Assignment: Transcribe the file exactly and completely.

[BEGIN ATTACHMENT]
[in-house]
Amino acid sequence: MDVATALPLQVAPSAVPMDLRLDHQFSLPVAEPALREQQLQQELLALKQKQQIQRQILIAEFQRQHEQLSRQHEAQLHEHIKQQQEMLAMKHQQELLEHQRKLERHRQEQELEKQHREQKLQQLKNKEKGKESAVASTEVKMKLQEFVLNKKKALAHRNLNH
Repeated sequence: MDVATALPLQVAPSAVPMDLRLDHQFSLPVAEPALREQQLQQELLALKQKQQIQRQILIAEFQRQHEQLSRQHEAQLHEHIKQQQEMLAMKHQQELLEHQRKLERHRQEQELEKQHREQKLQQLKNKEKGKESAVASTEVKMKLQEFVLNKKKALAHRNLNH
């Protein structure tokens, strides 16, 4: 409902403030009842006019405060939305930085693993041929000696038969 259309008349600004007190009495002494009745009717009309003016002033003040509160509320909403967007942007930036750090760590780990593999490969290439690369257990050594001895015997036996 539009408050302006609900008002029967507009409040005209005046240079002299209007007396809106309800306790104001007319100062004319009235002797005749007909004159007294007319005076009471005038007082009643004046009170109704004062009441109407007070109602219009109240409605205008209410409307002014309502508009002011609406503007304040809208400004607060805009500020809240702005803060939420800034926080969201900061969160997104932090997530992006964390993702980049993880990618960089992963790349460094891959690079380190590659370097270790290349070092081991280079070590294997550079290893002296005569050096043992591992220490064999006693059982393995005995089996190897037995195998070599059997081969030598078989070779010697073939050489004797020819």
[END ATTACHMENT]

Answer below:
[in-house]
Amino acid sequence: MDVATALPLQVAPSAVPMDLRLDHQFSLPVAEPALREQQLQQELLALKQKQQIQRQILIAEFQRQHEQLSRQHEAQLHEHIKQQQEMLAMKHQQELLEHQRKLERHRQEQELEKQHREQKLQQLKNKEKGKESAVASTEVKMKLQEFVLNKKKALAHRNLNH
Repeated sequence: MDVATALPLQVAPSAVPMDLRLDHQFSLPVAEPALREQQLQQELLALKQKQQIQRQILIAEFQRQHEQLSRQHEAQLHEHIKQQQEMLAMKHQQELLEHQRKLERHRQEQELEKQHREQKLQQLKNKEKGKESAVASTEVKMKLQEFVLNKKKALAHRNLNH
């Protein structure tokens, strides 16, 4: 409902403030009842006019405060939305930085693993041929000696038969 259309008349600004007190009495002494009745009717009309003016002033003040509160509320909403967007942007930036750090760590780990593999490969290439690369257990050594001895015997036996 539009408050302006609900008002029967507009409040005209005046240079002299209007007396809106309800306790104001007319100062004319009235002797005749007909004159007294007319005076009471005038007082009643004046009170109704004062009441109407007070109602219009109240409605205008209410409307002014309502508009002011609406503007304040809208400004607060805009500020809240702005803060939420800034926080969201900061969160997104932090997530992006964390993702980049993880990618960089992963790349460094891959690079380190590659370097270790290349070092081991280079070590294997550079290893002296005569050096043992591992220490064999006693059982393995005995089996190897037995195998070599059997081969030598078989070779010697073939050489004797020819």